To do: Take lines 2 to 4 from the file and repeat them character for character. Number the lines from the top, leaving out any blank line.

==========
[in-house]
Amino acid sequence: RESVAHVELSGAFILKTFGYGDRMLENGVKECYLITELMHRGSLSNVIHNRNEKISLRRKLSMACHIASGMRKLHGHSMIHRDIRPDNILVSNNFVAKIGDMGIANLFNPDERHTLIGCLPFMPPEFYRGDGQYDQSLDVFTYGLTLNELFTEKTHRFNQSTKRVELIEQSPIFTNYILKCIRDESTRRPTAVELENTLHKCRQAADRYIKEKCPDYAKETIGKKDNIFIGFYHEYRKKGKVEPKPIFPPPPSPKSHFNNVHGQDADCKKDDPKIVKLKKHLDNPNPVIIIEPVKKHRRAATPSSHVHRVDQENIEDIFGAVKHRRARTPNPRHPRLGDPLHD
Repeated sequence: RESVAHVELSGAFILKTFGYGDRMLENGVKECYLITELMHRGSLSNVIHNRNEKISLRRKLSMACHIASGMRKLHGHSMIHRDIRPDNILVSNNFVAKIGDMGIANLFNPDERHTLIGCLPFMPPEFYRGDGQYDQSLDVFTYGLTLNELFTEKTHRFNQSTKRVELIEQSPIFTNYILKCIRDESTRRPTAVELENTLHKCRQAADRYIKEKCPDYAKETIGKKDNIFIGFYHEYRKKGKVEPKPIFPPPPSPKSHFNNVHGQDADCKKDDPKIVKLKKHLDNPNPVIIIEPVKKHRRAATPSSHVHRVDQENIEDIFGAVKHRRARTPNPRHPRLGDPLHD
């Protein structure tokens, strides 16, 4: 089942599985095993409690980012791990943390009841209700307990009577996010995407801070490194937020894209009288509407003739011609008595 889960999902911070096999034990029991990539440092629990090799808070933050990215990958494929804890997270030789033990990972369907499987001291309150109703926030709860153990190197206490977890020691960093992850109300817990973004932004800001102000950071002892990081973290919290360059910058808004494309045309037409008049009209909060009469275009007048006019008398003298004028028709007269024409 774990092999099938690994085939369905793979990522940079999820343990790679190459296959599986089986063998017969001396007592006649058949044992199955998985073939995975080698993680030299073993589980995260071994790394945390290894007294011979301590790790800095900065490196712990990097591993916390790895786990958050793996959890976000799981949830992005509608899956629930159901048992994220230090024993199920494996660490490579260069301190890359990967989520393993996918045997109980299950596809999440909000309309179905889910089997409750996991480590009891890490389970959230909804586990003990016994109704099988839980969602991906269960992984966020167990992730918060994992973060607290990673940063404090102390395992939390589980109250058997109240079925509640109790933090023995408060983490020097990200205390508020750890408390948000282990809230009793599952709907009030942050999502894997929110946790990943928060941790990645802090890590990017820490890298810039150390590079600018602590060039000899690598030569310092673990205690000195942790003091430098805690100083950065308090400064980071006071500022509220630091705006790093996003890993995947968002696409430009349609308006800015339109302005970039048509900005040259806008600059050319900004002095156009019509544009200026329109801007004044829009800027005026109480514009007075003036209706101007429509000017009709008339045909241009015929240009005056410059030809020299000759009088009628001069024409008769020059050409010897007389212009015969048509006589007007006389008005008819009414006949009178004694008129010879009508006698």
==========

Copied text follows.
Amino acid sequence: RESVAHVELSGAFILKTFGYGDRMLENGVKECYLITELMHRGSLSNVIHNRNEKISLRRKLSMACHIASGMRKLHGHSMIHRDIRPDNILVSNNFVAKIGDMGIANLFNPDERHTLIGCLPFMPPEFYRGDGQYDQSLDVFTYGLTLNELFTEKTHRFNQSTKRVELIEQSPIFTNYILKCIRDESTRRPTAVELENTLHKCRQAADRYIKEKCPDYAKETIGKKDNIFIGFYHEYRKKGKVEPKPIFPPPPSPKSHFNNVHGQDADCKKDDPKIVKLKKHLDNPNPVIIIEPVKKHRRAATPSSHVHRVDQENIEDIFGAVKHRRARTPNPRHPRLGDPLHD
Repeated sequence: RESVAHVELSGAFILKTFGYGDRMLENGVKECYLITELMHRGSLSNVIHNRNEKISLRRKLSMACHIASGMRKLHGHSMIHRDIRPDNILVSNNFVAKIGDMGIANLFNPDERHTLIGCLPFMPPEFYRGDGQYDQSLDVFTYGLTLNELFTEKTHRFNQSTKRVELIEQSPIFTNYILKCIRDESTRRPTAVELENTLHKCRQAADRYIKEKCPDYAKETIGKKDNIFIGFYHEYRKKGKVEPKPIFPPPPSPKSHFNNVHGQDADCKKDDPKIVKLKKHLDNPNPVIIIEPVKKHRRAATPSSHVHRVDQENIEDIFGAVKHRRARTPNPRHPRLGDPLHD
């Protein structure tokens, strides 16, 4: 089942599985095993409690980012791990943390009841209700307990009577996010995407801070490194937020894209009288509407003739011609008595 889960999902911070096999034990029991990539440092629990090799808070933050990215990958494929804890997270030789033990990972369907499987001291309150109703926030709860153990190197206490977890020691960093992850109300817990973004932004800001102000950071002892990081973290919290360059910058808004494309045309037409008049009209909060009469275009007048006019008398003298004028028709007269024409 774990092999099938690994085939369905793979990522940079999820343990790679190459296959599986089986063998017969001396007592006649058949044992199955998985073939995975080698993680030299073993589980995260071994790394945390290894007294011979301590790790800095900065490196712990990097591993916390790895786990958050793996959890976000799981949830992005509608899956629930159901048992994220230090024993199920494996660490490579260069301190890359990967989520393993996918045997109980299950596809999440909000309309179905889910089997409750996991480590009891890490389970959230909804586990003990016994109704099988839980969602991906269960992984966020167990992730918060994992973060607290990673940063404090102390395992939390589980109250058997109240079925509640109790933090023995408060983490020097990200205390508020750890408390948000282990809230009793599952709907009030942050999502894997929110946790990943928060941790990645802090890590990017820490890298810039150390590079600018602590060039000899690598030569310092673990205690000195942790003091430098805690100083950065308090400064980071006071500022509220630091705006790093996003890993995947968002696409430009349609308006800015339109302005970039048509900005040259806008600059050319900004002095156009019509544009200026329109801007004044829009800027005026109480514009007075003036209706101007429509000017009709008339045909241009015929240009005056410059030809020299000759009088009628001069024409008769020059050409010897007389212009015969048509006589007007006389008005008819009414006949009178004694008129010879009508006698």